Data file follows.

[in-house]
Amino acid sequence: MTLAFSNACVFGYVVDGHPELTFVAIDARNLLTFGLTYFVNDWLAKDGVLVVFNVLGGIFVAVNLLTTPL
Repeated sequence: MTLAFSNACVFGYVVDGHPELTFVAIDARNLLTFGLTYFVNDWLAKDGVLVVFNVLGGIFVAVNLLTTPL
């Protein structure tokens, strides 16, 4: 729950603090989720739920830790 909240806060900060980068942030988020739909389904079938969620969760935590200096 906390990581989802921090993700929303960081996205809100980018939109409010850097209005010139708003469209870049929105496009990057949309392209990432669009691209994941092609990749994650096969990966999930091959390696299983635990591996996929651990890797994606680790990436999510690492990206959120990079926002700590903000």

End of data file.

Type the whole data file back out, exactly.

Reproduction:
[in-house]
Amino acid sequence: MTLAFSNACVFGYVVDGHPELTFVAIDARNLLTFGLTYFVNDWLAKDGVLVVFNVLGGIFVAVNLLTTPL
Repeated sequence: MTLAFSNACVFGYVVDGHPELTFVAIDARNLLTFGLTYFVNDWLAKDGVLVVFNVLGGIFVAVNLLTTPL
């Protein structure tokens, strides 16, 4: 729950603090989720739920830790 909240806060900060980068942030988020739909389904079938969620969760935590200096 906390990581989802921090993700929303960081996205809100980018939109409010850097209005010139708003469209870049929105496009990057949309392209990432669009691209994941092609990749994650096969990966999930091959390696299983635990591996996929651990890797994606680790990436999510690492990206959120990079926002700590903000």